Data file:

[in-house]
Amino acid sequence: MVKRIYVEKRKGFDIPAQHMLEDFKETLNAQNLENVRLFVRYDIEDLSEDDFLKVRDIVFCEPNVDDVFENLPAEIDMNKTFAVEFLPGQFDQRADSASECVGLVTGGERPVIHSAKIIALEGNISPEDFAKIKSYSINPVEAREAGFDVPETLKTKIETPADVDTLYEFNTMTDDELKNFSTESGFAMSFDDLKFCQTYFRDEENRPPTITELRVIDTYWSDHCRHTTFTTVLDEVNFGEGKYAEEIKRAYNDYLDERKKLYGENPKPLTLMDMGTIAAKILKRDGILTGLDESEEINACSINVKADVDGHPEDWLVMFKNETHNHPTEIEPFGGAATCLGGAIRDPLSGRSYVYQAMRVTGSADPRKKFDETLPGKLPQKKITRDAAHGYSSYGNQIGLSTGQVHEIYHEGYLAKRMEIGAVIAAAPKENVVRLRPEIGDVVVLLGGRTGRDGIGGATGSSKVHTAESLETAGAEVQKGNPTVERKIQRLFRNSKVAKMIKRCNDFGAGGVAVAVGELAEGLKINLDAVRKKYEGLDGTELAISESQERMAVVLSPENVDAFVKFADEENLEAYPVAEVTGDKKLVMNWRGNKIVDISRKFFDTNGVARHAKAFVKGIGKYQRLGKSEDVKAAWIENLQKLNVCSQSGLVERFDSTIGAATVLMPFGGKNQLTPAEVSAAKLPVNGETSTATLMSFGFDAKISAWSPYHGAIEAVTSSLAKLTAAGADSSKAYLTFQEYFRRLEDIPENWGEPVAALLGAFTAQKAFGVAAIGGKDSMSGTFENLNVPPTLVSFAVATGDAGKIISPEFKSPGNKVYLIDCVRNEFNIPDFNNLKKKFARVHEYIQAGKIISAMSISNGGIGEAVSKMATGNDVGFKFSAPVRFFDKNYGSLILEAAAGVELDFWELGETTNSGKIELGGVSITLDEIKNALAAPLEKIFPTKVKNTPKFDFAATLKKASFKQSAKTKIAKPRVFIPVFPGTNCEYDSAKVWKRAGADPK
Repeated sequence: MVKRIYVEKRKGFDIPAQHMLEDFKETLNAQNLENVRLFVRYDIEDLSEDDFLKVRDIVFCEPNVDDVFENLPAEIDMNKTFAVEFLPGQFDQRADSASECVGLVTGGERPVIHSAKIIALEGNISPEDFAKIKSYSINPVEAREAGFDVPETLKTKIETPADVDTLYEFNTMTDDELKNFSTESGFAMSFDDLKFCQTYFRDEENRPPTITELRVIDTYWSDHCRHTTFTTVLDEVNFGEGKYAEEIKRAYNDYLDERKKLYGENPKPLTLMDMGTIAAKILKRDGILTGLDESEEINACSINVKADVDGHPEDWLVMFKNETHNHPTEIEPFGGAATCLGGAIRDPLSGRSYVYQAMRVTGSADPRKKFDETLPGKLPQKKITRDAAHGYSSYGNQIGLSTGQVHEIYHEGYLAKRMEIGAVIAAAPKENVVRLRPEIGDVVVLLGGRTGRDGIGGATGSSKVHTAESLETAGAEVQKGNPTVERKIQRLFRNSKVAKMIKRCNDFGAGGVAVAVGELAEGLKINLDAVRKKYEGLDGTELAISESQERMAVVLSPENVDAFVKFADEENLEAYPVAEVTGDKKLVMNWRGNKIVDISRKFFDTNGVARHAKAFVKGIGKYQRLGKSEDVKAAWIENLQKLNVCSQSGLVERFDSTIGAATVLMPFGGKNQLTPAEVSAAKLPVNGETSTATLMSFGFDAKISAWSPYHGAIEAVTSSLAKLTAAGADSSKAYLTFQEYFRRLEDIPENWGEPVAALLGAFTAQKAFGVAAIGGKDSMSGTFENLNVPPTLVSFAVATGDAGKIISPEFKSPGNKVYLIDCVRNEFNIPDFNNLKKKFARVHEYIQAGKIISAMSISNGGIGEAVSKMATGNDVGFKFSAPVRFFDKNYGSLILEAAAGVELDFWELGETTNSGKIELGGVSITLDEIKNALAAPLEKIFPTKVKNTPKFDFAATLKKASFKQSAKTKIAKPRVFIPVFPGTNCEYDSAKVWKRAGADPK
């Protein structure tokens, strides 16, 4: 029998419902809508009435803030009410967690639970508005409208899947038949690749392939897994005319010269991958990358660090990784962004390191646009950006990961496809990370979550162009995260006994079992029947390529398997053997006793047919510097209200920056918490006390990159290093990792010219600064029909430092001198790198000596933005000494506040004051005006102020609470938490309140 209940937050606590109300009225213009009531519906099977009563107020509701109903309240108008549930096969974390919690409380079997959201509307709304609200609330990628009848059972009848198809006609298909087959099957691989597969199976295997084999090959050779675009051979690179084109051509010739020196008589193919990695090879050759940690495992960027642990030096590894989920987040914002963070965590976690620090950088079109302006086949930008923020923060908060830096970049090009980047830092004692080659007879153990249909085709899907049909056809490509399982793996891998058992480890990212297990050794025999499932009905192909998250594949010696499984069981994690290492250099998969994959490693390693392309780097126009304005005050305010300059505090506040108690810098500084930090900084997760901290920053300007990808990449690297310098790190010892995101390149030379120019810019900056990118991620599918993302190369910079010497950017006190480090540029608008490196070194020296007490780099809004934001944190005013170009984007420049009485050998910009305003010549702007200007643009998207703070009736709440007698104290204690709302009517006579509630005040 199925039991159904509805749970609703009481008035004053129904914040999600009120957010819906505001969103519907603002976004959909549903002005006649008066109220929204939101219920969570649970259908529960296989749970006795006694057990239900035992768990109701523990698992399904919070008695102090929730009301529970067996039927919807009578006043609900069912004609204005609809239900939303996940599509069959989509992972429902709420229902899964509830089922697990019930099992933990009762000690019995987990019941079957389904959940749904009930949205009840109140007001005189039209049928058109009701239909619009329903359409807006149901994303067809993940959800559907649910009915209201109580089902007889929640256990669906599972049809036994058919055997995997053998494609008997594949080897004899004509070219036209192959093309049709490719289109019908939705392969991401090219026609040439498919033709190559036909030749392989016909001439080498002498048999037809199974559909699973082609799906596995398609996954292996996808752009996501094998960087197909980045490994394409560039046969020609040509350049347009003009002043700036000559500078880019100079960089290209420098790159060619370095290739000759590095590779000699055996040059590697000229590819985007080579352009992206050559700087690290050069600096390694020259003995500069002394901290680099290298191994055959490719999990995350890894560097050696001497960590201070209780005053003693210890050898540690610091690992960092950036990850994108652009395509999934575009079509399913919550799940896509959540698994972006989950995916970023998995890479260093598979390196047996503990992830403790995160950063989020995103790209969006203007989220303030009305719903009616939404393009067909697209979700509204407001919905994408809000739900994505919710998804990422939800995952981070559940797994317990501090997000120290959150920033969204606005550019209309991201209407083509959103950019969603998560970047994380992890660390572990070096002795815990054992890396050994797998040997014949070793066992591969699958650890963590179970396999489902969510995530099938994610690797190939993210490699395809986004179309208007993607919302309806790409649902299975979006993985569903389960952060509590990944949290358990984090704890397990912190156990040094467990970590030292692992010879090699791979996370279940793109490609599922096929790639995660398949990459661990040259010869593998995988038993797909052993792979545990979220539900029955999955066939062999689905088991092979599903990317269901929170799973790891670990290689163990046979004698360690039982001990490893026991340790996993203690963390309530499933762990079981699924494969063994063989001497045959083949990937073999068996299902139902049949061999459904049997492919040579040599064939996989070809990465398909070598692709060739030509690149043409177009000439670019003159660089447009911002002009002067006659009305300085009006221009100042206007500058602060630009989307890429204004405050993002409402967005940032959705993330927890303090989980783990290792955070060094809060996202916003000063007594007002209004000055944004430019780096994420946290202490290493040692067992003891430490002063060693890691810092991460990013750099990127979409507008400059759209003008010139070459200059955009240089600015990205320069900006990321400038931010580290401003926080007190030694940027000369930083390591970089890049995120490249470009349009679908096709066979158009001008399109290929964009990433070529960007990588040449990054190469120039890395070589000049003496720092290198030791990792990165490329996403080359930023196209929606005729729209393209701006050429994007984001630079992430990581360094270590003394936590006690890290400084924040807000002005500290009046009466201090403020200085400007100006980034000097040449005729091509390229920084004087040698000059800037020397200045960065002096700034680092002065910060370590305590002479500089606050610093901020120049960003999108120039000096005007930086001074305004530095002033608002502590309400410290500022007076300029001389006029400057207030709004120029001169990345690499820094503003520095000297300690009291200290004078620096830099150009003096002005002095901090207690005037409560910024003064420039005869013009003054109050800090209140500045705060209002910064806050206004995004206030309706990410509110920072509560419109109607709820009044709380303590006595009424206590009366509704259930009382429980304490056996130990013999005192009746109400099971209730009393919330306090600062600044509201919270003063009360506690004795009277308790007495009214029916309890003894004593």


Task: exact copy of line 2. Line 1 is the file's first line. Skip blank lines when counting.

Amino acid sequence: MVKRIYVEKRKGFDIPAQHMLEDFKETLNAQNLENVRLFVRYDIEDLSEDDFLKVRDIVFCEPNVDDVFENLPAEIDMNKTFAVEFLPGQFDQRADSASECVGLVTGGERPVIHSAKIIALEGNISPEDFAKIKSYSINPVEAREAGFDVPETLKTKIETPADVDTLYEFNTMTDDELKNFSTESGFAMSFDDLKFCQTYFRDEENRPPTITELRVIDTYWSDHCRHTTFTTVLDEVNFGEGKYAEEIKRAYNDYLDERKKLYGENPKPLTLMDMGTIAAKILKRDGILTGLDESEEINACSINVKADVDGHPEDWLVMFKNETHNHPTEIEPFGGAATCLGGAIRDPLSGRSYVYQAMRVTGSADPRKKFDETLPGKLPQKKITRDAAHGYSSYGNQIGLSTGQVHEIYHEGYLAKRMEIGAVIAAAPKENVVRLRPEIGDVVVLLGGRTGRDGIGGATGSSKVHTAESLETAGAEVQKGNPTVERKIQRLFRNSKVAKMIKRCNDFGAGGVAVAVGELAEGLKINLDAVRKKYEGLDGTELAISESQERMAVVLSPENVDAFVKFADEENLEAYPVAEVTGDKKLVMNWRGNKIVDISRKFFDTNGVARHAKAFVKGIGKYQRLGKSEDVKAAWIENLQKLNVCSQSGLVERFDSTIGAATVLMPFGGKNQLTPAEVSAAKLPVNGETSTATLMSFGFDAKISAWSPYHGAIEAVTSSLAKLTAAGADSSKAYLTFQEYFRRLEDIPENWGEPVAALLGAFTAQKAFGVAAIGGKDSMSGTFENLNVPPTLVSFAVATGDAGKIISPEFKSPGNKVYLIDCVRNEFNIPDFNNLKKKFARVHEYIQAGKIISAMSISNGGIGEAVSKMATGNDVGFKFSAPVRFFDKNYGSLILEAAAGVELDFWELGETTNSGKIELGGVSITLDEIKNALAAPLEKIFPTKVKNTPKFDFAATLKKASFKQSAKTKIAKPRVFIPVFPGTNCEYDSAKVWKRAGADPK